In which a baby is met, fried cheese is eaten and there is a lot of sunshine

Standard

So I haven’t been around much recently. But I do have some good reasons for this.

1. My best friend Z came to visit from Australia!

As you may remember, Z wasn’t able to make our wedding last year because she was kinda busy, what with getting married herself and then the small matter of having a baby. Well, good things come to those who wait, and I’ve now had the chance to meet her husband and little boy, and I can report back that both of them are truly lovely. They came over for a whirlwind three week tour to introduce the baby to their families, but luckily for us they could squeeze in a two day trip to Bristol. The first night gave S and me the chance to meet Z’s husband properly over several bottles of red wine, as well as meeting the baby, and then the next night saw a group of us, old friends from university, all get together for a pot luck Indian meal. We spent hours eating and drinking and chatting and laughing and catching up on the last few months and years. And realising that, with true friends, it doesn’t matter whether it’s been six months or eighteen months or three years since you last saw each other: it only ever feels like five minutes.

2. We went to La Gomera!

S and I took two weeks off work and spent the middle part of it on a holiday to La Gomera. Before we booked it (a totally last minute decision where we just put our dates and airport into a search engine to see what came up), neither of us had heard of this tiny little island in the Canaries, but after spending a week there I can highly recommend it.

Our time there was a perfect mix of lazing, reading vast quantities and eating lots of anchovy stuffed olives, alongside more active pursuits such as climbing Mount Garajonay and other hikes. Most of the island is a national park so there are lots of fantastic walks with beautiful viewpoints, looking out towards the other Canary Islands of La Palma and El Hierro. At times it was hard to distinguish between the sea and the sky.

La Gomera has a whistling language unique to the island: developed to deliver messages across the valleys, el silbo nearly died out in the 20th century but since its compulsory teaching in Gomeran schools it has now flourished again. Sadly we only heard it once, during an announcement on the ferry, but I kept an ear out for it throughout the week.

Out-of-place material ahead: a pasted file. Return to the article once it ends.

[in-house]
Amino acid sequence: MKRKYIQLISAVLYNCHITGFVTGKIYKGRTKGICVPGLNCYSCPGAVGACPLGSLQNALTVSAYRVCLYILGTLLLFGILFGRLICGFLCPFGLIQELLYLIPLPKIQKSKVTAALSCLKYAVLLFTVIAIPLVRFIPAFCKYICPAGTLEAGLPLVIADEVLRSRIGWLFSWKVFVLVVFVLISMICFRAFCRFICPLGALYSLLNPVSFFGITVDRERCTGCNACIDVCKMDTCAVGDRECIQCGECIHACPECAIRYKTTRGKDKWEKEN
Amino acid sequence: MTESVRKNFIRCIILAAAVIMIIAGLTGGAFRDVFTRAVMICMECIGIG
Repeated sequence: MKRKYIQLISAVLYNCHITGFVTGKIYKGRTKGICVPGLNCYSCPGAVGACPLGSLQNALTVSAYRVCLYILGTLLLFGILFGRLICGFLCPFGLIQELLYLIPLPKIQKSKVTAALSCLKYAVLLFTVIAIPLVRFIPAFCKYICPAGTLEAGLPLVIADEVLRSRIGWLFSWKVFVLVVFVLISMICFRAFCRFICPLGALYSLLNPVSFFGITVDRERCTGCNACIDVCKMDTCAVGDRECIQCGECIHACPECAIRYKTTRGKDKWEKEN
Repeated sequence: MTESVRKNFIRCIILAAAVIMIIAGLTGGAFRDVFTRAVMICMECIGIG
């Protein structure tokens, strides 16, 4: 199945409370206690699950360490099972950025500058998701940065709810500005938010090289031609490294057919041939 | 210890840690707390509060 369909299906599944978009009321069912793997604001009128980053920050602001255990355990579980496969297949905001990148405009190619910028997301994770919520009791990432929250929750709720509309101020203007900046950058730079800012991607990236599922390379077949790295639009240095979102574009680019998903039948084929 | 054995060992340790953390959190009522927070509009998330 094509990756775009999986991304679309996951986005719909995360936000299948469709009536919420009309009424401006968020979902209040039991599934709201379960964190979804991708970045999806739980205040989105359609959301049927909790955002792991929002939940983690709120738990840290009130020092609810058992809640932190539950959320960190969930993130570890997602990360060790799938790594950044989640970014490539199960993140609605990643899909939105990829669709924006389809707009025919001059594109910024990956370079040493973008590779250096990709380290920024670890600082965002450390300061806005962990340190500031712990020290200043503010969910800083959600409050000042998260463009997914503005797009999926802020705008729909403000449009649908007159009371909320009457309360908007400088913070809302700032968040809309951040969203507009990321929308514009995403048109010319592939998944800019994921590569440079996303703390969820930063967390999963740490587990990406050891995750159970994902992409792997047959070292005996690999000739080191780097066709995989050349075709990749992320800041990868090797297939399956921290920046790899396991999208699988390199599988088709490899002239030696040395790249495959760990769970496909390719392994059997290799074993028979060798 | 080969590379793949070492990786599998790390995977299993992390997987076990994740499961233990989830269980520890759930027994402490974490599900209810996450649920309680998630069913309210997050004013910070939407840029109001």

We got addicted to the local delicacy of mojo, a spicy sauce that is red or green depending on what herbs are added and which came served with every meal we had out. On our last night I ordered another Gomerian speciality, fried cheese with palm honey, which was so delicious that I then cursed myself for not discovering it earlier. We smuggled back a jar of palm honey (contraband as it was larger than our hand luggage only liquid allowance allowed) and intend to recreate this heavenly dish with some manchego.

Today was our first day back at work which is always hard after a fortnight off, but the post-holiday blues have been sweetened by the mini heat wave the UK has been enjoying for the last few days, which gave us chance to continue the lazing out in the garden when we came home on Wednesday. My sunglasses haven’t seen this much action for years.

Advertisements

4 responses »

  1. Looks like a wonderful holiday. And fried cheese with honey?! That sounds to die for!! (ps: while I was typing I accidentally put a t on the end of die…Freudian slip!!)

    And happy anniversary for this weekend…is that right? 🙂

    xx

  2. Pingback: In which I drink rum from a shell and meet a cockerel called Gunther « Postcards from the Edge (of the West Country)

Leave a Reply

Fill in your details below or click an icon to log in:

WordPress.com Logo

You are commenting using your WordPress.com account. Log Out / Change )

Twitter picture

You are commenting using your Twitter account. Log Out / Change )

Facebook photo

You are commenting using your Facebook account. Log Out / Change )

Google+ photo

You are commenting using your Google+ account. Log Out / Change )

Connecting to %s